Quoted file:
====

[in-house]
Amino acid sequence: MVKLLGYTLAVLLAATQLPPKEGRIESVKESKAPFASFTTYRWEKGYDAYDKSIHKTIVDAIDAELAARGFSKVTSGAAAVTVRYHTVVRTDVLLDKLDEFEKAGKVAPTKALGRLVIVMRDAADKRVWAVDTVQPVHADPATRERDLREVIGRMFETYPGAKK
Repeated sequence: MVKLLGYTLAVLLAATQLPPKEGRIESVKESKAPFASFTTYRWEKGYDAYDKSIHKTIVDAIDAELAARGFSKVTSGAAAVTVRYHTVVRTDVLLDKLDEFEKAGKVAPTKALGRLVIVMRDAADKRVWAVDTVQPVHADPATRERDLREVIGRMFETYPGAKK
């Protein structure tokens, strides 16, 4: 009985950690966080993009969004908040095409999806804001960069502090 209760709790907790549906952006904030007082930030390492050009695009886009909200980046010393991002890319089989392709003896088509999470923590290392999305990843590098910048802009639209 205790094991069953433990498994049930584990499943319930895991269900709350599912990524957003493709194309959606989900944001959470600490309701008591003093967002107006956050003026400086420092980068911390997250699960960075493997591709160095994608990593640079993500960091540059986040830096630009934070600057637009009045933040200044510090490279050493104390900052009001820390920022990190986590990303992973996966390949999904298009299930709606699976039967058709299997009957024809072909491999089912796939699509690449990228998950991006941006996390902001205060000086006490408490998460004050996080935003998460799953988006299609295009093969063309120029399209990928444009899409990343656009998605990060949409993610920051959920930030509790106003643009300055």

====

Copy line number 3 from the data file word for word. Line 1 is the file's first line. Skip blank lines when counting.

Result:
Repeated sequence: MVKLLGYTLAVLLAATQLPPKEGRIESVKESKAPFASFTTYRWEKGYDAYDKSIHKTIVDAIDAELAARGFSKVTSGAAAVTVRYHTVVRTDVLLDKLDEFEKAGKVAPTKALGRLVIVMRDAADKRVWAVDTVQPVHADPATRERDLREVIGRMFETYPGAKK